With the advantage of hindsight I can now see that over many years I've become completely hooked on training. But because I never took the time to reflect on what parts of my personality track was fulfilling I was stuck thinking my enjoyment came from the outcomes, unaware that the training was actually making me happier. Whenever I've been down, training has been my ecstasy. And with that I have realized there is actually a third milestone!
Earlier this year I had some unfortunate and depressing (for lack of a better word) sh*t happen and it compounded. No different then what anyone else has to deal with, I'm just not good at dealing with it, never have been. But suffice it to say, without going into too much detail, I was sad. Training became my escape and for the first time I consciously realized that training made me feel mentally and physically better. In the months that have passed I have found that it has become so much harder for me to update my training log. When I used to religiously update it immediately after every session, as I write this I haven't updated it in over 2 weeks. It just doesn't seem to matter as much anymore. I'm finally enjoying the training, or more aptly, conscious of the fact that I'm enjoying the training. I've taken that crucial step of enjoying the outcomes of the process to simply enjoying the process.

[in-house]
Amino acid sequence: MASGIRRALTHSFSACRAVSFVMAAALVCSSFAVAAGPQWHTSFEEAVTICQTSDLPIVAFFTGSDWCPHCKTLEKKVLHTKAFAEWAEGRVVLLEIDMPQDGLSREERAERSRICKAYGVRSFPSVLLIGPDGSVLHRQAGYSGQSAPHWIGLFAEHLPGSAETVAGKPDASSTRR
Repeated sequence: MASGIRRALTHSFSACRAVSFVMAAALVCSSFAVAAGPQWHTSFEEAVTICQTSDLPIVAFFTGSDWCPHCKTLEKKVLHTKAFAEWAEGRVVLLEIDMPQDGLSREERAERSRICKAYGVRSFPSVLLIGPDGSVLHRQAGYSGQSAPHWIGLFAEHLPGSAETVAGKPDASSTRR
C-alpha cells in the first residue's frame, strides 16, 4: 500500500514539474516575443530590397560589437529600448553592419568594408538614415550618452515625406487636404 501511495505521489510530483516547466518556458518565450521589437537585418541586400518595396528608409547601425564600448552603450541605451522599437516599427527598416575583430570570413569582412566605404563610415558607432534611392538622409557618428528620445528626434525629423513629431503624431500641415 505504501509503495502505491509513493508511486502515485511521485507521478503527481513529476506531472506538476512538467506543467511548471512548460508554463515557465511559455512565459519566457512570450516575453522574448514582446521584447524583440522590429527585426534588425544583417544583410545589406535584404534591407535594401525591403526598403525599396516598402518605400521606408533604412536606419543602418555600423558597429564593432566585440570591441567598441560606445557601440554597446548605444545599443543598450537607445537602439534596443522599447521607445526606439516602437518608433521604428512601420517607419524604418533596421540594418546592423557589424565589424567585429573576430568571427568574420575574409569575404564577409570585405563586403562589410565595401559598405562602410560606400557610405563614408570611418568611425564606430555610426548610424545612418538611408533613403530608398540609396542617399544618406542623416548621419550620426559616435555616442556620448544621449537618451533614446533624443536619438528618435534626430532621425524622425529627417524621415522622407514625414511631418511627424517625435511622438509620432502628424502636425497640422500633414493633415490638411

While I became aware that it was making me feel better, I still didn't really know why. Having now looked back and reflected on everything, discovering and coming to understand the pillars of my personality, I have a much clearer vision for how sport fulfills me. I now believe I can learn to take this vision with me and find it in other parts of life, when this chapter should come to an end. I'm no longer afraid to walk away (bad pun, I'm sorry, there always has to be 1) from sport like I was in high school. At the same time I have no intention to close this chapter anytime soon because that fiery competitor in me knows there is much more to be achieved in this realm.
Everything feels like it has come full circle. I'm back to enjoying the sport the same way I did when I originally fell in love with it but now I have a much better sense of why that is. And unsurprisingly training is going great. I'm probably in the best shape of my life. Simply knowing that training makes me happy has made me happier while training and that positive feedback loop has allowed me to train more, recover faster and find a better balance in my life. I find myself thinking less about the outcome goal for Rio and more about embracing and enjoying this opportunity that I have, which makes the process so much easier. Don't get me wrong though, I still dream daily of standing on that podium, the culmination of a lifetimes work, and I know that it's possible, but it is way less of a fixation than it once was, which to me makes it more achievable than ever.